, Volume 6, Issue 5, pp 826-833

Association of Genetic Variation with Gene Expression and Protein Abundance within the Natriuretic Peptide Pathway

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Abstract

The natriuretic peptide (NP) system is a critical physiologic pathway in heart failure with wide individual variability in functioning. We investigated the genetic component by testing the association of single nucleotide polymorphisms (SNP) with RNA and protein expression. Samples of DNA, RNA, and tissue from human kidney (n = 103) underwent genotyping, RT-PCR, and protein quantitation (in lysates), for four candidate genes [NP receptor 1 (NPR1), NPR2, and NPR3 and membrane metalloendopeptidase]. The association of genetic variation with expression was tested using linear regression for individual SNPs, and a principal components (PC) method for overall gene variation. Eleven SNPs in NPR2 were significantly associated with protein expression (false discovery rate ≤0.05), but not RNA quantity. RNA and protein quantity correlated poorly with each other. The PC analysis showed only NPR2 as significant. Assessment of the clinical impact of NPR2 genetic variation is needed.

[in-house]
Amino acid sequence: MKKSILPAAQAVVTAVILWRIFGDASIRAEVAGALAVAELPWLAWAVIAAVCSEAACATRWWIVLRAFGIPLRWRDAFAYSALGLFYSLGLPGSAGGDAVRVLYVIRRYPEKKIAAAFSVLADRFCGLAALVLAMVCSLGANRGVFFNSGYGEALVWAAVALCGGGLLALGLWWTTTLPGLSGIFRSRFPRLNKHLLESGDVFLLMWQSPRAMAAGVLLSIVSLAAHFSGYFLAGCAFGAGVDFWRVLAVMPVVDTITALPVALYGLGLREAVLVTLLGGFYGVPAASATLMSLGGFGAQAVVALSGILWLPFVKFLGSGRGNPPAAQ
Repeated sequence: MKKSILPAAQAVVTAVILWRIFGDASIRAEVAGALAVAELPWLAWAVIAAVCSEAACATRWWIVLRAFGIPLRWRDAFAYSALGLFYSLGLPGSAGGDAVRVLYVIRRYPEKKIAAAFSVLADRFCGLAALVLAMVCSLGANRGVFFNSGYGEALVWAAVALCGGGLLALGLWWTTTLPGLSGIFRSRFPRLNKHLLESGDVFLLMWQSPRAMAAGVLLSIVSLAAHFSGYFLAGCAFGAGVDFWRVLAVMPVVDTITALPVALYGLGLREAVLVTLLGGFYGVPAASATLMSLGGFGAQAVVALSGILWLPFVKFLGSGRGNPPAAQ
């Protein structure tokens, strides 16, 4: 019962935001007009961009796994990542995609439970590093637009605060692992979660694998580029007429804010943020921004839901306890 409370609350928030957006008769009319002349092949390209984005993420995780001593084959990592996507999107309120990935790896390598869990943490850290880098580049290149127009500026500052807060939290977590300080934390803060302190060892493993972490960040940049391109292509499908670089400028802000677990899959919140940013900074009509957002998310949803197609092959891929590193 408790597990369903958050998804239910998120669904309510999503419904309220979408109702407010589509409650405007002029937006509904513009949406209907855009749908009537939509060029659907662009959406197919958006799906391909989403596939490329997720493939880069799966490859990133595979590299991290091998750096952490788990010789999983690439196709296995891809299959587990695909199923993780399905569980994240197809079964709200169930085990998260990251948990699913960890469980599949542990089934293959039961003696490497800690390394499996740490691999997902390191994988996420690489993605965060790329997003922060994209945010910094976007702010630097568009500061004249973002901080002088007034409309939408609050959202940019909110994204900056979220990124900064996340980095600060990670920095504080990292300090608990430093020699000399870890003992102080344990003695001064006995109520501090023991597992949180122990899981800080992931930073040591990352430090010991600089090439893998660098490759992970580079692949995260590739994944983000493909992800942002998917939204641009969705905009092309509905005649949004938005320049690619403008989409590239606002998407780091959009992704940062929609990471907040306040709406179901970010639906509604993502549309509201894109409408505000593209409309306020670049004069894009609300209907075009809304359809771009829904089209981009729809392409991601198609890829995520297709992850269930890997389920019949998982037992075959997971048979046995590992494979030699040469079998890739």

Associate Editor Paul J. R. Barton oversaw the review of this article